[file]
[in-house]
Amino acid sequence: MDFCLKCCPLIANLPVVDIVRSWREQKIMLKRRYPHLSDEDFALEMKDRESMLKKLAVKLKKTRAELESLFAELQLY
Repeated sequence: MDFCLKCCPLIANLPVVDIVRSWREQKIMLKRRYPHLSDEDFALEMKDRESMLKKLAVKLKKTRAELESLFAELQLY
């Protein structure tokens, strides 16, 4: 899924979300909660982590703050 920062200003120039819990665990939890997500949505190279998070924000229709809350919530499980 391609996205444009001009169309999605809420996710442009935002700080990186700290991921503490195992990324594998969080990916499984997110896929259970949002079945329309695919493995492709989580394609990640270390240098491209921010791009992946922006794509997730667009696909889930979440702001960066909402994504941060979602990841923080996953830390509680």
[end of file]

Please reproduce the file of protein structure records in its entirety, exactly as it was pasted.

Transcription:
[in-house]
Amino acid sequence: MDFCLKCCPLIANLPVVDIVRSWREQKIMLKRRYPHLSDEDFALEMKDRESMLKKLAVKLKKTRAELESLFAELQLY
Repeated sequence: MDFCLKCCPLIANLPVVDIVRSWREQKIMLKRRYPHLSDEDFALEMKDRESMLKKLAVKLKKTRAELESLFAELQLY
């Protein structure tokens, strides 16, 4: 899924979300909660982590703050 920062200003120039819990665990939890997500949505190279998070924000229709809350919530499980 391609996205444009001009169309999605809420996710442009935002700080990186700290991921503490195992990324594998969080990916499984997110896929259970949002079945329309695919493995492709989580394609990640270390240098491209921010791009992946922006794509997730667009696909889930979440702001960066909402994504941060979602990841923080996953830390509680």